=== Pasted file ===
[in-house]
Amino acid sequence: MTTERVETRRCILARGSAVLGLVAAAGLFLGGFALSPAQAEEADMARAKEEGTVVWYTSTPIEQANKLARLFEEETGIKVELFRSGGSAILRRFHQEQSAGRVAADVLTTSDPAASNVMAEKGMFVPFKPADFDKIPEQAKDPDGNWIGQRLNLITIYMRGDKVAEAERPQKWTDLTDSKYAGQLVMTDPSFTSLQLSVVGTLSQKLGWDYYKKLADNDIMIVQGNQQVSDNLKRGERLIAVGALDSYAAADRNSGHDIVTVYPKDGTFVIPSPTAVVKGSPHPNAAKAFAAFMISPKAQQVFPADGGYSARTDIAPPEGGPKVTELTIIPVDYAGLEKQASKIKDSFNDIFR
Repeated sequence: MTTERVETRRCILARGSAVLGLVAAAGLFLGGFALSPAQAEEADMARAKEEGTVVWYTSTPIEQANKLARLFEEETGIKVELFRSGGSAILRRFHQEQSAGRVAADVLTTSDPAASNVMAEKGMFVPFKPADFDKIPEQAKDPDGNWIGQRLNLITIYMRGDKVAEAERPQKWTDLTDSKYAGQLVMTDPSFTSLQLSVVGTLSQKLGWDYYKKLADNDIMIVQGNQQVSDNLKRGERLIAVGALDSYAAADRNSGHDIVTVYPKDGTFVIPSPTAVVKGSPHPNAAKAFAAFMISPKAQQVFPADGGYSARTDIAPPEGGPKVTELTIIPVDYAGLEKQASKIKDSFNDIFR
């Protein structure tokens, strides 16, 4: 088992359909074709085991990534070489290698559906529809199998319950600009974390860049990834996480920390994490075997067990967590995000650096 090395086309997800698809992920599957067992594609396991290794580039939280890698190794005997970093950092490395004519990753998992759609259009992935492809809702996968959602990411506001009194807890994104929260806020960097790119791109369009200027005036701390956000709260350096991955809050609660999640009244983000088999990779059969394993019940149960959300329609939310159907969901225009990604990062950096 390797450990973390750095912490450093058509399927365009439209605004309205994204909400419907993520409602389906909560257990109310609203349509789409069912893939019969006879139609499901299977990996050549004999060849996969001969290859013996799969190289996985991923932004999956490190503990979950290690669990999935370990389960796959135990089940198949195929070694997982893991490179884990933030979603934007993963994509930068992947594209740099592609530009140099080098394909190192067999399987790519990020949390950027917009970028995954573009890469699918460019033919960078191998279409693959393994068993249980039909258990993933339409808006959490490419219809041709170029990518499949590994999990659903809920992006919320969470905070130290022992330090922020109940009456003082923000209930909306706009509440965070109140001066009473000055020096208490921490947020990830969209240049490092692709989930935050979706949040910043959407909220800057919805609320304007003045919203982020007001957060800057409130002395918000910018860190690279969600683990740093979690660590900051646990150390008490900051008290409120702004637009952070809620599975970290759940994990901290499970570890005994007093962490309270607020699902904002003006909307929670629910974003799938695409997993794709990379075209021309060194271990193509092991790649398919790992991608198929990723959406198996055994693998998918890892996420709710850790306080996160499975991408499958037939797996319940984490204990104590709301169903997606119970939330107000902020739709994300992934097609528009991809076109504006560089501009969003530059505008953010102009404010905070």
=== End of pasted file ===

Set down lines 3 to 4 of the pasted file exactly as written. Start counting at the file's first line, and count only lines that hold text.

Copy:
Repeated sequence: MTTERVETRRCILARGSAVLGLVAAAGLFLGGFALSPAQAEEADMARAKEEGTVVWYTSTPIEQANKLARLFEEETGIKVELFRSGGSAILRRFHQEQSAGRVAADVLTTSDPAASNVMAEKGMFVPFKPADFDKIPEQAKDPDGNWIGQRLNLITIYMRGDKVAEAERPQKWTDLTDSKYAGQLVMTDPSFTSLQLSVVGTLSQKLGWDYYKKLADNDIMIVQGNQQVSDNLKRGERLIAVGALDSYAAADRNSGHDIVTVYPKDGTFVIPSPTAVVKGSPHPNAAKAFAAFMISPKAQQVFPADGGYSARTDIAPPEGGPKVTELTIIPVDYAGLEKQASKIKDSFNDIFR
């Protein structure tokens, strides 16, 4: 088992359909074709085991990534070489290698559906529809199998319950600009974390860049990834996480920390994490075997067990967590995000650096 090395086309997800698809992920599957067992594609396991290794580039939280890698190794005997970093950092490395004519990753998992759609259009992935492809809702996968959602990411506001009194807890994104929260806020960097790119791109369009200027005036701390956000709260350096991955809050609660999640009244983000088999990779059969394993019940149960959300329609939310159907969901225009990604990062950096 390797450990973390750095912490450093058509399927365009439209605004309205994204909400419907993520409602389906909560257990109310609203349509789409069912893939019969006879139609499901299977990996050549004999060849996969001969290859013996799969190289996985991923932004999956490190503990979950290690669990999935370990389960796959135990089940198949195929070694997982893991490179884990933030979603934007993963994509930068992947594209740099592609530009140099080098394909190192067999399987790519990020949390950027917009970028995954573009890469699918460019033919960078191998279409693959393994068993249980039909258990993933339409808006959490490419219809041709170029990518499949590994999990659903809920992006919320969470905070130290022992330090922020109940009456003082923000209930909306706009509440965070109140001066009473000055020096208490921490947020990830969209240049490092692709989930935050979706949040910043959407909220800057919805609320304007003045919203982020007001957060800057409130002395918000910018860190690279969600683990740093979690660590900051646990150390008490900051008290409120702004637009952070809620599975970290759940994990901290499970570890005994007093962490309270607020699902904002003006909307929670629910974003799938695409997993794709990379075209021309060194271990193509092991790649398919790992991608198929990723959406198996055994693998998918890892996420709710850790306080996160499975991408499958037939797996319940984490204990104590709301169903997606119970939330107000902020739709994300992934097609528009991809076109504006560089501009969003530059505008953010102009404010905070």